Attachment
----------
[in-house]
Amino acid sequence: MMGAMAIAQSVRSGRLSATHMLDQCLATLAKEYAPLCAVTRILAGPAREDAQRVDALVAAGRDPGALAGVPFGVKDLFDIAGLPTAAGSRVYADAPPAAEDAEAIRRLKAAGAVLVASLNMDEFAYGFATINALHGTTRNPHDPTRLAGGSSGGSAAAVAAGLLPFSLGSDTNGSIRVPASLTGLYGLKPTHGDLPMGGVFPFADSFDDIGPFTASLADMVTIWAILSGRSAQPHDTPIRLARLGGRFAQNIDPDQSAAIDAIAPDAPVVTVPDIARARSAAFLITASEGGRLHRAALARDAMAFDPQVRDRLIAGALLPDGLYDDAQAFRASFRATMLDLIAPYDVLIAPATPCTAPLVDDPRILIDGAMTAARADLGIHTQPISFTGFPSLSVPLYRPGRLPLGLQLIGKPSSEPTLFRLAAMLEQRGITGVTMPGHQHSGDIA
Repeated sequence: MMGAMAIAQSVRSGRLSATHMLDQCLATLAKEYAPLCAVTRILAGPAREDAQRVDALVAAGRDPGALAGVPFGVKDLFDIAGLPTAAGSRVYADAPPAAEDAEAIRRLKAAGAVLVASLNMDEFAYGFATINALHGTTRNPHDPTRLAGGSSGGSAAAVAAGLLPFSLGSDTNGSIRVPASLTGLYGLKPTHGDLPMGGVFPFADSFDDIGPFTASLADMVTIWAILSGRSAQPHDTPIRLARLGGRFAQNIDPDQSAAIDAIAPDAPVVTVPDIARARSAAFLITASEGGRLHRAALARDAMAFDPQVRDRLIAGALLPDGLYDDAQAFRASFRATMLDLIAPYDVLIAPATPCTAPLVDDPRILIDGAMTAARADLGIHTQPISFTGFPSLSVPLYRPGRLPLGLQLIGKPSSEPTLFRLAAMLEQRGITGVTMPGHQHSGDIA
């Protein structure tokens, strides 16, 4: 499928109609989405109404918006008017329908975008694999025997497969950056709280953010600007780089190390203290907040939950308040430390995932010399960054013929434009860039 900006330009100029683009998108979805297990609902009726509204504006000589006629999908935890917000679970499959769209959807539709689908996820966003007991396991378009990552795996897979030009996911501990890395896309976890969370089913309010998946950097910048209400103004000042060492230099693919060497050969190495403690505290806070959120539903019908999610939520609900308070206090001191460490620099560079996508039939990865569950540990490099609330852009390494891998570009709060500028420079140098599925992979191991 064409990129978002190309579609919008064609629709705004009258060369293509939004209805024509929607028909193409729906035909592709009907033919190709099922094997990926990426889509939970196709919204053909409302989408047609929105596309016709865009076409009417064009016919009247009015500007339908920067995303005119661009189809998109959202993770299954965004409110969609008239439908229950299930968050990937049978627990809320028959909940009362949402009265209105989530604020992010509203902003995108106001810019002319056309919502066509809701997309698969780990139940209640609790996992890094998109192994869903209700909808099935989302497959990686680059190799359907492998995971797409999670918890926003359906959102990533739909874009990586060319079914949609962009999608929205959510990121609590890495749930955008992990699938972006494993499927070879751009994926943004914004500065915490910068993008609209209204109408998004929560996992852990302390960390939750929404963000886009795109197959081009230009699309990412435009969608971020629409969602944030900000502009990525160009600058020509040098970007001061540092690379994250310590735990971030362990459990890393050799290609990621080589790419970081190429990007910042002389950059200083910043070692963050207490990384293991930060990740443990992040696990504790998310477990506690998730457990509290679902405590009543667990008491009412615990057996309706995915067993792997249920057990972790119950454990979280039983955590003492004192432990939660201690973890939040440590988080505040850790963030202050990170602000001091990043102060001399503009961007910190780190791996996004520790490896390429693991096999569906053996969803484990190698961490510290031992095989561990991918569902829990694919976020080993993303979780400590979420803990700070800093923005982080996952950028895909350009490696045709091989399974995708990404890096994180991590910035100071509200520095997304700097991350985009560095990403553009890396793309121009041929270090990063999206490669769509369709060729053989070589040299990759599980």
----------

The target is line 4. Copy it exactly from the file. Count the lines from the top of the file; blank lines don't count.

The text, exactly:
């Protein structure tokens, strides 16, 4: 499928109609989405109404918006008017329908975008694999025997497969950056709280953010600007780089190390203290907040939950308040430390995932010399960054013929434009860039 900006330009100029683009998108979805297990609902009726509204504006000589006629999908935890917000679970499959769209959807539709689908996820966003007991396991378009990552795996897979030009996911501990890395896309976890969370089913309010998946950097910048209400103004000042060492230099693919060497050969190495403690505290806070959120539903019908999610939520609900308070206090001191460490620099560079996508039939990865569950540990490099609330852009390494891998570009709060500028420079140098599925992979191991 064409990129978002190309579609919008064609629709705004009258060369293509939004209805024509929607028909193409729906035909592709009907033919190709099922094997990926990426889509939970196709919204053909409302989408047609929105596309016709865009076409009417064009016919009247009015500007339908920067995303005119661009189809998109959202993770299954965004409110969609008239439908229950299930968050990937049978627990809320028959909940009362949402009265209105989530604020992010509203902003995108106001810019002319056309919502066509809701997309698969780990139940209640609790996992890094998109192994869903209700909808099935989302497959990686680059190799359907492998995971797409999670918890926003359906959102990533739909874009990586060319079914949609962009999608929205959510990121609590890495749930955008992990699938972006494993499927070879751009994926943004914004500065915490910068993008609209209204109408998004929560996992852990302390960390939750929404963000886009795109197959081009230009699309990412435009969608971020629409969602944030900000502009990525160009600058020509040098970007001061540092690379994250310590735990971030362990459990890393050799290609990621080589790419970081190429990007910042002389950059200083910043070692963050207490990384293991930060990740443990992040696990504790998310477990506690998730457990509290679902405590009543667990008491009412615990057996309706995915067993792997249920057990972790119950454990979280039983955590003492004192432990939660201690973890939040440590988080505040850790963030202050990170602000001091990043102060001399503009961007910190780190791996996004520790490896390429693991096999569906053996969803484990190698961490510290031992095989561990991918569902829990694919976020080993993303979780400590979420803990700070800093923005982080996952950028895909350009490696045709091989399974995708990404890096994180991590910035100071509200520095997304700097991350985009560095990403553009890396793309121009041929270090990063999206490669769509369709060729053989070589040299990759599980």